Tuesday, May 9, 2017

DeVos: Boldly Trampling Public Education

Today Secretary of Privatization Education Betsy DeVos delivered some remarks at the annual  Arizona State University + Global Silicon Valley Summit in Salt Lake City, Utah. It's a fun gathering of technocrats with all sorts of profitable forward-thinking solutions to education's challenges (as they put it, a can't miss ,if you're an educator, innovator or an investor.) Whatever else we can say about DeVos, despite the occasional moments when she pretends to sort of support public education, she stays pretty consistently on message. Let's take a look at how she slammed public schools what she had to say today.

She opened with a clear statement of her idea of government's role by pointing out that really, she should be listening to the captains of technocracy gathered there, and she wants them to know her door is always open to them (any similar invitations ever offered to public school teachers?). But since she's at the mike, she has a few thoughts.

Washington has been in the drivers' seat for over fifty years with very little to show for its efforts.

And then she lays out three parts of the problem that we must acknowledge.

1) The system is based on the Prussian model implemented in the early 1800s.

I'm not one to rush to unqualified defense of the system, but I can't help noticing that computers are based on a numbering system from around the 6th or 7th century. For that matter, we have a government based on a model implemented in the late 1700s. Granted, DeVos's boss thinks that model is terrible, but "based on an old model" is only a useful criticism if you are heavily invested in selling a new system.

2. The system assigns your child to a school based solely upon the street on which you live.

Let's say instead that the system promises you a school in your community. Let's say the system promises that you won't have to send your child far from home just to get a decent education.

3. Our students have fallen behind our peers on the global stage

Sigh. PISA scores. She is not going to mention that we have always done poorly. She is not going to mention that nobody has ever shown any connection between a nation's PISA scores and anything at all. She will, of course, mention that we have spent oodles of money on public ed (money that could have ben showered upon you fine entrepreneurs).

DeVos reaches her conclusion:

The facts show our system is antiquated, unjust, and fails to serve students.

Well, no. No they don't. At least not "facts" as we used to understand them, but then, that word is based on an antiquated language and entered English was back in the 16th century, so it's long overdue for modernization. But then, the notion that US public education sucks is not DeVos's conclusion, but her premise.

Next she'll try what is shaping up to be one of her favorite rhetorical devices-- comparing public education to something it doesn't really compare to. See we've spent tons of money on ed reform, and yet while Blockbuster was being clobbered by Netflix, while phones became pocket computers, and yes-- while taxis were replaced by Ubers, public education has not been wiped out by someone with a better business plan.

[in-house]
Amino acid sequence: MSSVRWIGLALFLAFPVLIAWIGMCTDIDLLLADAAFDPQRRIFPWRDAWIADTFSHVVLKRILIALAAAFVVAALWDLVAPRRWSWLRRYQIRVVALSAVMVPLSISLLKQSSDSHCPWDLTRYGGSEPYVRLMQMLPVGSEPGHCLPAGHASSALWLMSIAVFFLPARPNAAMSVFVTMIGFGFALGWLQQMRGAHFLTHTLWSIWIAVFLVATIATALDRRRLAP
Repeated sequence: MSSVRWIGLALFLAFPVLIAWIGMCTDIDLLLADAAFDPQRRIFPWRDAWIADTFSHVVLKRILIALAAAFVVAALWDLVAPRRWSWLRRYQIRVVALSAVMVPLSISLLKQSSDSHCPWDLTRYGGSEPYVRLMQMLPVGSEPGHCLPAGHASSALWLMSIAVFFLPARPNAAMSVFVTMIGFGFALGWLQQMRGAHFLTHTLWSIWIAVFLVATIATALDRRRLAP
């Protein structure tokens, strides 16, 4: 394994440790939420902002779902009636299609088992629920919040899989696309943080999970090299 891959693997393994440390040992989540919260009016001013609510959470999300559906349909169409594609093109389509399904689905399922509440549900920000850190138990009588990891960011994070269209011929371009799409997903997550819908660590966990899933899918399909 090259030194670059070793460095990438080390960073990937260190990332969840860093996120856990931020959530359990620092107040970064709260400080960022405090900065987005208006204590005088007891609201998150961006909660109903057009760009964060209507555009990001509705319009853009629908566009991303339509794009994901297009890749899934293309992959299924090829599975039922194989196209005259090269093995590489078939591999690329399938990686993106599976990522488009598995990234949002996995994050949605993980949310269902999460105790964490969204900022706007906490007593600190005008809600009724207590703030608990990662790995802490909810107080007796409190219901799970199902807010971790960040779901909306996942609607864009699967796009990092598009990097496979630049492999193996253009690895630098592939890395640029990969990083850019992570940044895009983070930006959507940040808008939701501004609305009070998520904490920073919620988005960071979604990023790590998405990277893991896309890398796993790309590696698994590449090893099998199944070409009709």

This is a curious stance for a woman  who has been married for four decades and a devoted follower of Jesus her entire life. Why has she not disrupted her marriage with a better, more modern spouse? And why is she still worshipping in a church established centuries ago, set up to honor and worship a God who is (at least) around for two millennia? Is it really hard for a conservative to grasp the concept that some institutions represent some values, commitments and structures that are worth preserving?

But no--

We can no longer accept this education malaise. The time for simply tinkering around the edges is over.

We already have failed a generation or more of kids, and every year we're failing another graduating class.

Great horny toads, woman! I am not going to claim that we are an awesome tower of pedagogical perfection, but "failed a generation"??!! Exactly what evidence can we see of that? Because I thought we failed them way more when we, say, allowed a bunch of corporate greedheads to tank the economy a decade ago.

But it is already, just five months into 2017, easy to predict the beats of a DeVos speech. How do we fix all this? Well, the solutions above were the product of bold entrepreneurs who acted like jerks, abused customers and workers, and drove their business into the ground who did awesome tech things. So go ahead tech guys, invent the edu-uber!

What does she think is the solution? Parents must have choice. The system must be focused on students and not institutions (because institutions insist on representing the issues of a larger society).

Think of it like your cell phone. AT&T, Verizon or T-Mobile may all have great networks, but if you can't get cell phone service in your living room, then your particular provider is failing you, and you should have the option to find a network that does work.